However, you have to be very gentle with the sprouting ends because they are very tender. I accidentally broke a couple of them while I was leveling off the soil on top of the bulbs. I’m not expecting the broken sprouts to produce any blooms this year, but I’ll leave them in the ground for next fall. 

It’s also ok if you bury the sprout in the process. It will make its way back to the surface.

Step 4: Water and mulch the saffron crocus bulbs.

Once you’ve covered the corms with soil, water them thoroughly to help them settle in place and help jumpstart root growth. Like all perennial bulbs, saffron crocuses need plenty of water at key amounts in the growing season, with the most important being in the fall (when the bulb is about to bloom) and in the spring (when the bulbs split and self-propagate underground).

Water the corms to jumpstart the root growing process.

So don’t forget to keep the planting site thoroughly moist during spring; even if you can’t see any sign of life from your crocuses, nature is hard at work below soil level. 

Like every bulb planting session, I finish this one off by adding a thick layer of mulch. And since it’s fall, I’m using dry leaves to tuck in the crocus corms. The mulch will keep the moisture in the soil and protect the bulbs from fluctuations in temperature.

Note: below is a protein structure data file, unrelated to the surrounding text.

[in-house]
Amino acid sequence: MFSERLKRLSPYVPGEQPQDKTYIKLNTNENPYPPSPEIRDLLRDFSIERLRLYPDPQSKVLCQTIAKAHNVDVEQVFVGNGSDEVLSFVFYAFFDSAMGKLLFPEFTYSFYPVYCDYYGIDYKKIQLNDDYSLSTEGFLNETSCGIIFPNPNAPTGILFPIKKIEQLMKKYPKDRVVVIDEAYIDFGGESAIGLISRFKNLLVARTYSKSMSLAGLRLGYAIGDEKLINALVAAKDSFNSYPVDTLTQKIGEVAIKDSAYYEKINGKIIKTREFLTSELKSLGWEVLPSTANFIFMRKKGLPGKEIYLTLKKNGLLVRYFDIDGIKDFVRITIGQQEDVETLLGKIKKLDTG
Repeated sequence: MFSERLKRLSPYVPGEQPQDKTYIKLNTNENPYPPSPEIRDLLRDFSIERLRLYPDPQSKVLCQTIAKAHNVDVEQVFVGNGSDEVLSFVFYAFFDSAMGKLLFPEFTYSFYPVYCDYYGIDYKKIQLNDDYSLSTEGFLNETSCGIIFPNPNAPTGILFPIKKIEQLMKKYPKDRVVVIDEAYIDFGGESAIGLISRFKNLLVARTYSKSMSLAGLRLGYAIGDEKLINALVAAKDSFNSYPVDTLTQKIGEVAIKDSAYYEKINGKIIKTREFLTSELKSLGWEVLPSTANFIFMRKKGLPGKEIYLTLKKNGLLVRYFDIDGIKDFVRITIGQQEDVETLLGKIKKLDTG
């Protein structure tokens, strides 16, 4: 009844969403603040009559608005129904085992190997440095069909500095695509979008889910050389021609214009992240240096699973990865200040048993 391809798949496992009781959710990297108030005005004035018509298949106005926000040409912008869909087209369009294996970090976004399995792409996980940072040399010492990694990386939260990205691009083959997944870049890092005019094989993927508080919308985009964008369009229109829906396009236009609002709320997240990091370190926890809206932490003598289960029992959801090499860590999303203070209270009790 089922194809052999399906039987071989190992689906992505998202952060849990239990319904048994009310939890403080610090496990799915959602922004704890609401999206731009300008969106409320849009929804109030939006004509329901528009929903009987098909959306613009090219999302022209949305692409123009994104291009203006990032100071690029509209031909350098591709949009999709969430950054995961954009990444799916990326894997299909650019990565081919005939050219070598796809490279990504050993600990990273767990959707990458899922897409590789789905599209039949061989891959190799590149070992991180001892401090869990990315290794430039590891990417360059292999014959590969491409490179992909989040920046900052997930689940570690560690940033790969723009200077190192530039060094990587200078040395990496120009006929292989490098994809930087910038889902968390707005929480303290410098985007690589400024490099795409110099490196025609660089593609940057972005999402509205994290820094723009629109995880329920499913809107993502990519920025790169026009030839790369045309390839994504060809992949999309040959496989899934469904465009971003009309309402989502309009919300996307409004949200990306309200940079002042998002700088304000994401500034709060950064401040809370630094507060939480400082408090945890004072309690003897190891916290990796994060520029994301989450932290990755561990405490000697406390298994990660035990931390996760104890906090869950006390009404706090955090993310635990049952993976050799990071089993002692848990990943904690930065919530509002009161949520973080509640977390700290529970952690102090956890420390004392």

And top it off with a thick layer of leaf mulch.

If you started with high-quality corms, you can expect to harvest saffron about six weeks after you’ve planted the bulbs. This timeline also depends on how late into the season you planted and on your weather during the fall. 

To my surprise – and utter delight – it only took a week for the crocuses to emerge and less than two weeks for them to open. So I was able to harvest saffron from about half of the bulbs only two weeks after I planted them. 

The first crocus shoots peeking up from below the layer of leaf mulch.

I suspect my good luck was partly due to having planted bulbs that were already sprouting and partly due to the very favorable weather we’ve been having this November – chilly (but not freezing) and rainy (but not relentless rain). 

How to Harvest Saffron

As I’ve already mentioned, saffron crocus flowers bloom for a very short period of time. About a week, if you’re lucky. If you wait for the flower to fully open up, you’ll be able to clearly see the three dark-red stigmas.